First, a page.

The IEC will also need to determine which documents can be used for identification during registration and voting. The Special Electoral Reform Commission (SERC) previously noted that many Afghans have multiple documents, often with different names and birth dates, which might confuse the system (Afghanistan does not have a singular system for last names, or a central birth registry; many Afghans use a takhalus, which is more like a nickname that they can change any time). It also noted that Afghans who do not have valid identification risk being disenfranchised, and recommended that an exception to the identification requirement be made for those without a valid ID. This could open the door to abuse again.

In the past, plans for an improved system of voter registration have often been based on the idea that an accelerated rollout of the e-Tazkera, or electronic ID card, would introduce a secure form of identification that could be used as voter ID as well. The introduction of the e-Tazkera, however, has technical and political difficulties of its own. It is unlikely that it will be implemented any time soon.

Introducing electoral crimes and penalties

Where previous electoral laws only specified electoral violations (distinguishing between negligence and fraud), the new law now lists twenty acts that are considered electoral crimes and carry stricter penalties (art 99). For instance, the act of “preventing the participation of agents, observers and media during the polling and counting process for the purpose of concealing the truth” is now considered a crime that carries a penalty of up to three years imprisonment. (In the 2013 electoral law, the electoral violation of “preventing the national and international monitors and observers from monitoring the electoral process” was punishable by a fine of 100,000-500,000 Afghani, or about 2-10,000 US dollars.)

The list of electoral crimes in the new law reads as a catalogue of the ways that candidates, supporters, electoral staff and others have, in the past, tried to influence the outcome of elections (for more details on these efforts, see here and here). The penalties are generally high (imprisonment). A full list of the crimes can be found in footnote (3).

The criminalisation of electoral violations has been touted by the government as an important measure to mitigate fraud (see the president’s comments during a consultative meeting with political leaders here). However, as always, a law is only as good as its implementation. The law, moreover, is not fully clear about the different lines of authority. According to article 97, the Electoral Complaints Commission (ECC) is obligated to investigate and identify electoral crimes and refer the perpetrators to the relevant authorities. According to article 99, however, “penalties will be declared by the [Independent Election] Commission and implemented by the law enforcement authorities.”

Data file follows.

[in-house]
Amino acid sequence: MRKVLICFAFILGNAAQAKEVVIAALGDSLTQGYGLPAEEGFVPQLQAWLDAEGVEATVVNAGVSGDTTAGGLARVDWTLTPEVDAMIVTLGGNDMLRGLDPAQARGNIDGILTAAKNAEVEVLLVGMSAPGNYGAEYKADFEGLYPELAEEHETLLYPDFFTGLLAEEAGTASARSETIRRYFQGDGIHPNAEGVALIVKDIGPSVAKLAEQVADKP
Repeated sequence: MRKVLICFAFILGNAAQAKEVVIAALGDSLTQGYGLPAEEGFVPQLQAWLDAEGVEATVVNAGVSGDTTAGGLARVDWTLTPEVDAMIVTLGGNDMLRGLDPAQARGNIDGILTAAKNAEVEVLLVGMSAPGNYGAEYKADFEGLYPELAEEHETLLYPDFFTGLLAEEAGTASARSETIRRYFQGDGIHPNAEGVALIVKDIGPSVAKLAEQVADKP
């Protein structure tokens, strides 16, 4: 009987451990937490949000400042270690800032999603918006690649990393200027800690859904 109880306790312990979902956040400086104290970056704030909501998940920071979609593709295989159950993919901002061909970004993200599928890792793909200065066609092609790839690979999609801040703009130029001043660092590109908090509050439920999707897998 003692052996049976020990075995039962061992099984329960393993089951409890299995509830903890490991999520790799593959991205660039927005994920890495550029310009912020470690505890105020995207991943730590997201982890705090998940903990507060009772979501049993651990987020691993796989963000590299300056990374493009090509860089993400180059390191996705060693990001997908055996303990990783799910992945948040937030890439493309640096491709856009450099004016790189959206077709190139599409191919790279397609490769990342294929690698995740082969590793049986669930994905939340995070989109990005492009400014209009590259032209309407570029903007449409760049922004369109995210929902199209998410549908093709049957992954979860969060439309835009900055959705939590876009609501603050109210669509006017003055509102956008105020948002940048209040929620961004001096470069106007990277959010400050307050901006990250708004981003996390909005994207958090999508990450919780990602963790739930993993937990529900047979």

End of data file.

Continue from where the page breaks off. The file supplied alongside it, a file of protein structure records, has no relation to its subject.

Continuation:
Given the heated atmosphere that usually surrounds elections, including sustained allegations of partisanship and manipulation against both electoral bodies, it is potentially problematic to give the authority to prosecute and punish violations to the main implementing bodies. (The IEC conducts the elections and the ECC, although it does not implement the elections per se, has in practice become the final body to rule on which votes get counted and which do not, thus affecting the final outcome of the elections.)

Employing civil servants as temporary electoral staff

The electoral law defines two categories of staff for the IEC and the ECC: permanent staff at headquarters and provincial offices, and temporary staff. In the 2013 law, both permanent and temporary employees were hired through a process of staggered recruitment (many candidates would try to get their supporters recruited as IEC staff). According to the new law (art 23) “temporary electoral workers at the polling centres and stations shall be assigned from amongst school teachers, lecturers of government institutions for higher education and government administrative personnel, in accordance with procedures adopted by the Commission.” The measure to enlist government workers as temporary staff is intended to decrease the costs of temporary recruitment and to simplify the recruitment process. It could, however, also become controversial. Campaign managers and other candidate supporters have, in the past, tried to mobilise all kinds of networks in support of their candidates, including teachers and civil servants. The impartiality of temporary IEC staff will therefore still not be guaranteed.

Structural changes to the committee that selects the electoral commissioners

The Selection Committee for the electoral commissioners (IEC and ECC) was first introduced in 2013, ahead of the 2014 presidential elections, as a way to limit the influence of the president on the appointment of the commissioners. The Selection Committee calls for applications, vets and selects qualified candidates based on criteria specified in the law, and presents the shortlist to the president for his final selection. The new law has brought three changes to this committee: it reduced the number of committee members from six to five, changed the composition of the committee and pre-appointed the elected member of the High Council of the Supreme Court as the chair (previously, the chair was elected from among the members).